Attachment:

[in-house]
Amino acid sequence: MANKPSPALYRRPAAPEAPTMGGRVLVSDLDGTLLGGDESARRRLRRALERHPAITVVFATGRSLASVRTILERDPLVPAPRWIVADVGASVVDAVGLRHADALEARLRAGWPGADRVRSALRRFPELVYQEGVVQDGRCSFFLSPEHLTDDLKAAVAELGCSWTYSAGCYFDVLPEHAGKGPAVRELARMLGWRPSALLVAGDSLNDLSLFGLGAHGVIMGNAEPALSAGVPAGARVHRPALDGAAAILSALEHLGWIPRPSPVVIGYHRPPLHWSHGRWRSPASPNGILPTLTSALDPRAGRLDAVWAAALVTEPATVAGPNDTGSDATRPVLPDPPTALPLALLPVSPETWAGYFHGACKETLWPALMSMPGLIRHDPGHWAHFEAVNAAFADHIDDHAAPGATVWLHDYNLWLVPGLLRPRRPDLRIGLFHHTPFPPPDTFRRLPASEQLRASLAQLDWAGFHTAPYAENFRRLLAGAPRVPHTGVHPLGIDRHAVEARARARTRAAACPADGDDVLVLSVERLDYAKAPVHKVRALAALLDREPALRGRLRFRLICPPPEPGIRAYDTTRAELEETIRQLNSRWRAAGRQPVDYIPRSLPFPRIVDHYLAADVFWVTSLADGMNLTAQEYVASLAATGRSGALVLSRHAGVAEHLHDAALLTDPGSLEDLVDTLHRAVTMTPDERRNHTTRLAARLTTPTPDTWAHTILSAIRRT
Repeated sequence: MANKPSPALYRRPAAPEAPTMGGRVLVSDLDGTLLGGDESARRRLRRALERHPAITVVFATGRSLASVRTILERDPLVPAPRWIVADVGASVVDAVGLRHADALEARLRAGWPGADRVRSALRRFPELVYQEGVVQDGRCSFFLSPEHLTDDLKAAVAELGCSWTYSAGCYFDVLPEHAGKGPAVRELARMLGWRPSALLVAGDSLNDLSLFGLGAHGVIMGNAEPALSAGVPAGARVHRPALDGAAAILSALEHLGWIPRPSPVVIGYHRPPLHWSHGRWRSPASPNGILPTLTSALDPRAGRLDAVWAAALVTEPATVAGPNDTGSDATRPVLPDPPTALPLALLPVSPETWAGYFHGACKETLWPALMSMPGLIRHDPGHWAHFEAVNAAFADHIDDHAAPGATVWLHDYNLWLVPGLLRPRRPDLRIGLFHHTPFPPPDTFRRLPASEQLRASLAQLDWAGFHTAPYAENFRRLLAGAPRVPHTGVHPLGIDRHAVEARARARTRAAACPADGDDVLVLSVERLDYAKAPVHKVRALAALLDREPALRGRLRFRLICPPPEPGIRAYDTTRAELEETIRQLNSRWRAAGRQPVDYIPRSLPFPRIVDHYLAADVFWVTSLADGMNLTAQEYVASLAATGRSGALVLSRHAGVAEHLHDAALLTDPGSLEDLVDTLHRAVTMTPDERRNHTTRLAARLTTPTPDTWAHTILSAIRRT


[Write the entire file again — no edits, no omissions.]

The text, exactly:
[in-house]
Amino acid sequence: MANKPSPALYRRPAAPEAPTMGGRVLVSDLDGTLLGGDESARRRLRRALERHPAITVVFATGRSLASVRTILERDPLVPAPRWIVADVGASVVDAVGLRHADALEARLRAGWPGADRVRSALRRFPELVYQEGVVQDGRCSFFLSPEHLTDDLKAAVAELGCSWTYSAGCYFDVLPEHAGKGPAVRELARMLGWRPSALLVAGDSLNDLSLFGLGAHGVIMGNAEPALSAGVPAGARVHRPALDGAAAILSALEHLGWIPRPSPVVIGYHRPPLHWSHGRWRSPASPNGILPTLTSALDPRAGRLDAVWAAALVTEPATVAGPNDTGSDATRPVLPDPPTALPLALLPVSPETWAGYFHGACKETLWPALMSMPGLIRHDPGHWAHFEAVNAAFADHIDDHAAPGATVWLHDYNLWLVPGLLRPRRPDLRIGLFHHTPFPPPDTFRRLPASEQLRASLAQLDWAGFHTAPYAENFRRLLAGAPRVPHTGVHPLGIDRHAVEARARARTRAAACPADGDDVLVLSVERLDYAKAPVHKVRALAALLDREPALRGRLRFRLICPPPEPGIRAYDTTRAELEETIRQLNSRWRAAGRQPVDYIPRSLPFPRIVDHYLAADVFWVTSLADGMNLTAQEYVASLAATGRSGALVLSRHAGVAEHLHDAALLTDPGSLEDLVDTLHRAVTMTPDERRNHTTRLAARLTTPTPDTWAHTILSAIRRT
Repeated sequence: MANKPSPALYRRPAAPEAPTMGGRVLVSDLDGTLLGGDESARRRLRRALERHPAITVVFATGRSLASVRTILERDPLVPAPRWIVADVGASVVDAVGLRHADALEARLRAGWPGADRVRSALRRFPELVYQEGVVQDGRCSFFLSPEHLTDDLKAAVAELGCSWTYSAGCYFDVLPEHAGKGPAVRELARMLGWRPSALLVAGDSLNDLSLFGLGAHGVIMGNAEPALSAGVPAGARVHRPALDGAAAILSALEHLGWIPRPSPVVIGYHRPPLHWSHGRWRSPASPNGILPTLTSALDPRAGRLDAVWAAALVTEPATVAGPNDTGSDATRPVLPDPPTALPLALLPVSPETWAGYFHGACKETLWPALMSMPGLIRHDPGHWAHFEAVNAAFADHIDDHAAPGATVWLHDYNLWLVPGLLRPRRPDLRIGLFHHTPFPPPDTFRRLPASEQLRASLAQLDWAGFHTAPYAENFRRLLAGAPRVPHTGVHPLGIDRHAVEARARARTRAAACPADGDDVLVLSVERLDYAKAPVHKVRALAALLDREPALRGRLRFRLICPPPEPGIRAYDTTRAELEETIRQLNSRWRAAGRQPVDYIPRSLPFPRIVDHYLAADVFWVTSLADGMNLTAQEYVASLAATGRSGALVLSRHAGVAEHLHDAALLTDPGSLEDLVDTLHRAVTMTPDERRNHTTRLAARLTTPTPDTWAHTILSAIRRT